In commemoration of the 50th Anniversary of Knox’s Creative Writing department, the English department and Caxton Club collaborated in efforts to bring acclaimed author Marilynne Robinson to Knox’s campus for a reading. The usually introspective and pensive Robinson was enthusiastic and engaged as she addressed her audience. The reading took place this past Monday in the Red Room of the Seymour Library.
has received many awards for her writing, including the Pulitzer Prize for Fiction in 2005 for her novel “Gilead” and the Orange Prize for Fiction in 2009 for her novel “Home.” She holds a doctorate in English from the University of Washington in Seattle, as well as an honorary doctorate degree from Brown University. She has been a visiting professor at various universities and most notably taught at University of Iowa, where she worked as a professor in the renowned Iowa Writers’ Workshop for 25 years.
Knox College faculty and students alike highly anticipated the arrival of Marilynne Robinson for the event. For the past term, Associate Professor of English Gina Franco has taught a workshop class dedicated to exploring Robinson’s “Gilead” trilogy.
“She’s written the kind of novel I want to read. It’s philosophical, it’s a beautiful interrogation of the subject, it’s beautiful that she’s able to write [that] as a trilogy of works,” Franco said. “She’s created this whole world that is bound up with the history of this place, with a realism that is theological. In that sense, I think they’re terrific novels.”
Theological accurately describes Robinson’s work. During the presentation, Robinson was asked to read a sermon her character in “Gilead” had written about the near slaughter of Abraham’s son in the Bible. Robinson did so with a moving certainty in her voice.
“About the cruelty of those narratives I said that they rendered the fact that children are often victims of rejection or violence,” Robinson said, “and that in these cases, too, which the Bible does not otherwise countenance, the child is within the providential care of God.”
Robinson does not shy away from heavy themes such as fatherhood, loneliness, abandonment and slavery. Much of her talk was centered around the fact that Galesburg was born out of the abolitionist movement. It was clear that Robinson spent a great deal of time researching abolition in regards to the Midwest. Robinson isn’t afraid to say what her opinions are on the topics she speaks about, even if they are slightly unconventional.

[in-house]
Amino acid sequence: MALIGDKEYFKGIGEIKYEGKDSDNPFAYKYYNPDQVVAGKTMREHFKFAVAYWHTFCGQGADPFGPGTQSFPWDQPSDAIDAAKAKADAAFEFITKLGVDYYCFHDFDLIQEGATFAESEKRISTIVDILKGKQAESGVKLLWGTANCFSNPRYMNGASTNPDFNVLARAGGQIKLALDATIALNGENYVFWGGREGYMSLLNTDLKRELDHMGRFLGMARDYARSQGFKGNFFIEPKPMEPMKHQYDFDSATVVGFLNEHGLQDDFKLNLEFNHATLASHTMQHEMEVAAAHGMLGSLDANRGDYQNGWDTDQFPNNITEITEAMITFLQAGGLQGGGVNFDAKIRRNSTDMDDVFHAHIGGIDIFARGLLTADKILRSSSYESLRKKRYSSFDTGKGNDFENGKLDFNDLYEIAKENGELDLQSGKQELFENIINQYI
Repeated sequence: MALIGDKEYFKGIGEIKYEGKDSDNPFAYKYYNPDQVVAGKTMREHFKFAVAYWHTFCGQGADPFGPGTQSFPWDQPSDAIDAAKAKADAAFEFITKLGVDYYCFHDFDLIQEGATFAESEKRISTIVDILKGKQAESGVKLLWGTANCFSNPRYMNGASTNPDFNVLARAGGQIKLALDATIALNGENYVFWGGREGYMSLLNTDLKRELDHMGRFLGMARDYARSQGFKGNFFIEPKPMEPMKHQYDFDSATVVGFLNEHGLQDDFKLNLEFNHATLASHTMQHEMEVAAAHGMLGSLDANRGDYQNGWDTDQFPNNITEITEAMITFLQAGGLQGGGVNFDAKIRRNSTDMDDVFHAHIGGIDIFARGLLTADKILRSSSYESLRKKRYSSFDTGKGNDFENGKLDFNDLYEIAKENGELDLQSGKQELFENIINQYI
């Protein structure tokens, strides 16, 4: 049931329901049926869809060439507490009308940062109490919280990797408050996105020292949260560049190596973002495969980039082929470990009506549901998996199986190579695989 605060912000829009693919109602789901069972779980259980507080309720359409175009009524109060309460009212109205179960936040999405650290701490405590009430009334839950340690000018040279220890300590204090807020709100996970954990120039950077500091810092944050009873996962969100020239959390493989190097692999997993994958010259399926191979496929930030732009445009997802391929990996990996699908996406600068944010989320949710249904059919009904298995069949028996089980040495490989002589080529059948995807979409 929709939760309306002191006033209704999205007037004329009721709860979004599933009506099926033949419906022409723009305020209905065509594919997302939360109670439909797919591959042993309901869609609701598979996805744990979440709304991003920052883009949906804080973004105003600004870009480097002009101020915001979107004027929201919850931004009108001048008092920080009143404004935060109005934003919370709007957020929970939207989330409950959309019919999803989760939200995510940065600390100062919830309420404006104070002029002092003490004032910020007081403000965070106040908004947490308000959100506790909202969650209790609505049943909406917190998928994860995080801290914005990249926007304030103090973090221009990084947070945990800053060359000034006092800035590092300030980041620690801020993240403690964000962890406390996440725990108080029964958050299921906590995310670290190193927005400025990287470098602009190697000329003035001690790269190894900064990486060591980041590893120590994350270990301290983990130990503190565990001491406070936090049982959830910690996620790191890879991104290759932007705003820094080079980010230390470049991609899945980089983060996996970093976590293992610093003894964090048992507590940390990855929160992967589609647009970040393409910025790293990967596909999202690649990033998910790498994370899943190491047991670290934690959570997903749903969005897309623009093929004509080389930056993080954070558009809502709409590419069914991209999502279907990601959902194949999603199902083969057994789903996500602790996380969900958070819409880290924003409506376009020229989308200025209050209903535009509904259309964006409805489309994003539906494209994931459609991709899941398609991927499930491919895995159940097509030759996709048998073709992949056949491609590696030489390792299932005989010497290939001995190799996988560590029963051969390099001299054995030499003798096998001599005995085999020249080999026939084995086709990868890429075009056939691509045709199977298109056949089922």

“One of the things that people don’t realize or talk about is that the slave trade was absolutely enormous. Slave labor was a major proponent of every economy. In any case if you are looking at for an economic equivalent to end slavery, it would be like getting rid of the computer industry,” Robinson said.
As Senior Sam Duffy expressed it, Robinson’s headstrong opinions are what makes her an excellent fit for Knox College. Duffy too noticed that Robinson’s literature has a tenaciousness to it.
“I think she has strong opinions. Her dedication to literature and the level at which she thinks about literature is very ‘Knox’, coming from the English department–they’re always thinking about each text in a very complex and interesting way.”
Associate Professor of English Nicholas Regiacorte, who also introduced the author, was more than impressed by the event. Regiacorte first came into contact with Robinson when he was at the University of Iowa while she was teaching. Regiacorte believed Robinson was courageous for directly talking about abolition in regards to Galesburg.
“I found it to be almost overwhelming and beautiful. It was like a booster shot for the community. Like ‘wake-up everybody’, this is what we are about,” Regiacorte said. “I told her over breakfast that ‘someone like you needs to come to towns like this and tell them this is who you are.’”
Regiacorte lamented that he took the history of Knox almost for granted. He feels like Robinson’s great strength is her ability to make people care about the things they might at first have taken for granted as part of their ordinary life.
“She believes the ordinary deserves unblinking attention,” Regiacorte said. “This is how I take it, that an ordinary life can contain mystery and can radiate just as well as a so-called extraordinary life.”